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Within the Lines

Jeff Falk

I’ve been saying it over and over again… In every packaging article I write, I come back to the same premise—it’s all about the brand. And the conviction only strengthens as I grow to understand the industry and the notion of what it means to be a brand owner. Therefore, I’m always pleased when I come across a blunt affirmation of these beliefs. In a presentation at Packaging Strategies 2006, Alan Isacson, president, ABI PR, stated that, “Innovation is not about packaging, it’s about giving brands the competitive edge.”

In other words, innovation is worth nothing if it doesn’t positively serve the brand.

This knowledge, however, is only going to get us so far. Stating the axiom “brand is king” is good for the 101 course, but there’s no real substance to it without considering what the implication, in the case of this feature, is to packaging. It’s the application of knowledge that really counts. The knowledge should be the foundation on which better decisions can be made.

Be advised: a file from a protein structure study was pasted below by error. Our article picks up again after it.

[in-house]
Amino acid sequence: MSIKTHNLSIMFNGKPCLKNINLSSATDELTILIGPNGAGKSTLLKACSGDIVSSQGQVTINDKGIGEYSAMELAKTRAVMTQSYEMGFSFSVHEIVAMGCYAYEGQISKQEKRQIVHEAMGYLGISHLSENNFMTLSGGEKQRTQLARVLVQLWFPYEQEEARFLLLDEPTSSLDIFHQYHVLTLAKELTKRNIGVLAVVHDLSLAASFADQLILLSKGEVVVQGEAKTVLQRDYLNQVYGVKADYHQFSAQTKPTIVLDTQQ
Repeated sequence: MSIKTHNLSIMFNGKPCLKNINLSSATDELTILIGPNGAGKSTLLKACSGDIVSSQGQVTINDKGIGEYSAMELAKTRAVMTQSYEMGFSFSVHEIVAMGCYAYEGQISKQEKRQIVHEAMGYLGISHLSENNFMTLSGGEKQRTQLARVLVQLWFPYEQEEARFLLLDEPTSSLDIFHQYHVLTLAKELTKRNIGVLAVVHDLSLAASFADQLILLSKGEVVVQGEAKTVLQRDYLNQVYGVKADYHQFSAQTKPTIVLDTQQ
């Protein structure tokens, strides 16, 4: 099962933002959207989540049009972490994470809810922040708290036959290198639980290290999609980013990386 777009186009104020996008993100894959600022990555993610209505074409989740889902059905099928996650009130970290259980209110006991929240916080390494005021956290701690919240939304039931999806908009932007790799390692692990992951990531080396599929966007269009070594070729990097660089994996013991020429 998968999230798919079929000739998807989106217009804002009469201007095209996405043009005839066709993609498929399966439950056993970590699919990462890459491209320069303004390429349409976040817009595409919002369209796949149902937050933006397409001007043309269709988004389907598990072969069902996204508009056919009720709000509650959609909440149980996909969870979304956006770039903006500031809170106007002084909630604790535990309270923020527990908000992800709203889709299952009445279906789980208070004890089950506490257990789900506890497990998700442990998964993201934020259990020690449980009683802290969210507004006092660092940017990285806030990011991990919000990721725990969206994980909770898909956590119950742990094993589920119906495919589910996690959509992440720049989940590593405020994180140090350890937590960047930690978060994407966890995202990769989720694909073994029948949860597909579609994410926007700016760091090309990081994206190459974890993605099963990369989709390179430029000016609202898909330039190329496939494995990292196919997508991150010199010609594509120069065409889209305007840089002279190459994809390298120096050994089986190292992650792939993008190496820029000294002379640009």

At Packaging Strategies 2006, Dan Abramowicz, EVP corporate technologies, Crown Holdings, offered that, “Material development will not be a key driver for the future of global packaging.” Package users, ie. the consumers, are the key driver, and package materials must better meet the needs of the users. A presentation by Mike Richmond and Brian Wagner, the president and vice president of Packaging & Technology Integrated Solutions, proposed that consumer trends equals packaging relevance.

Choosing appropriate packaging means understanding consumers and what drives them to your brand. If a brand’s packaging is driven by consumer trends, then that packaging is serving the brand—assume, for the sake of argument, that the packaging choice also is faithful to the brand identity.

What does this mean for the color cosmetic industry? As reported by Euromonitor International, color cosmetics reached sales of $345.5 billion in 2005, yet the 4.3% increase in sales makes it one of the least dynamic areas in the cosmetics and toiletries market.

In the quest for a better understanding of the impact of packaging on color cosmetics, I posed questions to Thomas Pfaff, sales and marketing director, Seufert; Steve Pearlman, president, CROWN Risdon; Gary Fagan, director of sales and marketing, CROWN Risdon; and Pete Prusak, director of technology, color business, PolyOne.